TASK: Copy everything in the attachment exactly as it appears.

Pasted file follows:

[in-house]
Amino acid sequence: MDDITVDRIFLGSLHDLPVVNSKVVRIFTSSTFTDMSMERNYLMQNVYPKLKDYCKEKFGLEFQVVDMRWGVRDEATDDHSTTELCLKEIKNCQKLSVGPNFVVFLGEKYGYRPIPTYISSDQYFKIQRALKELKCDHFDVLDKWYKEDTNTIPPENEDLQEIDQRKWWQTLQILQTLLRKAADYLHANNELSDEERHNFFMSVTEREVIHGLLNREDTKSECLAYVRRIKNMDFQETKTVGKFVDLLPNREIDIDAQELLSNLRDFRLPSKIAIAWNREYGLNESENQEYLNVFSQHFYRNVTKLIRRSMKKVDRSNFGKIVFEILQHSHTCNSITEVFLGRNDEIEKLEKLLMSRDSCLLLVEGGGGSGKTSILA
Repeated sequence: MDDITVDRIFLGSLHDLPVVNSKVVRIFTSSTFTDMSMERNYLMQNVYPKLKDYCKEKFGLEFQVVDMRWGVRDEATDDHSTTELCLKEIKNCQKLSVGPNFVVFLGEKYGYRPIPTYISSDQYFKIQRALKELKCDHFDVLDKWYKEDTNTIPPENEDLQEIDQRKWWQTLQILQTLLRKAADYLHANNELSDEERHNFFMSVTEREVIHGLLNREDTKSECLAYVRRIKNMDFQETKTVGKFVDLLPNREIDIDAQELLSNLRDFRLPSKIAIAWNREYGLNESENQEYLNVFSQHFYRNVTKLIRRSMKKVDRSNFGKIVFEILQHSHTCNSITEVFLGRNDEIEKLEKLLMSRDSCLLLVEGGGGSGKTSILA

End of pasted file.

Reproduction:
[in-house]
Amino acid sequence: MDDITVDRIFLGSLHDLPVVNSKVVRIFTSSTFTDMSMERNYLMQNVYPKLKDYCKEKFGLEFQVVDMRWGVRDEATDDHSTTELCLKEIKNCQKLSVGPNFVVFLGEKYGYRPIPTYISSDQYFKIQRALKELKCDHFDVLDKWYKEDTNTIPPENEDLQEIDQRKWWQTLQILQTLLRKAADYLHANNELSDEERHNFFMSVTEREVIHGLLNREDTKSECLAYVRRIKNMDFQETKTVGKFVDLLPNREIDIDAQELLSNLRDFRLPSKIAIAWNREYGLNESENQEYLNVFSQHFYRNVTKLIRRSMKKVDRSNFGKIVFEILQHSHTCNSITEVFLGRNDEIEKLEKLLMSRDSCLLLVEGGGGSGKTSILA
Repeated sequence: MDDITVDRIFLGSLHDLPVVNSKVVRIFTSSTFTDMSMERNYLMQNVYPKLKDYCKEKFGLEFQVVDMRWGVRDEATDDHSTTELCLKEIKNCQKLSVGPNFVVFLGEKYGYRPIPTYISSDQYFKIQRALKELKCDHFDVLDKWYKEDTNTIPPENEDLQEIDQRKWWQTLQILQTLLRKAADYLHANNELSDEERHNFFMSVTEREVIHGLLNREDTKSECLAYVRRIKNMDFQETKTVGKFVDLLPNREIDIDAQELLSNLRDFRLPSKIAIAWNREYGLNESENQEYLNVFSQHFYRNVTKLIRRSMKKVDRSNFGKIVFEILQHSHTCNSITEVFLGRNDEIEKLEKLLMSRDSCLLLVEGGGGSGKTSILA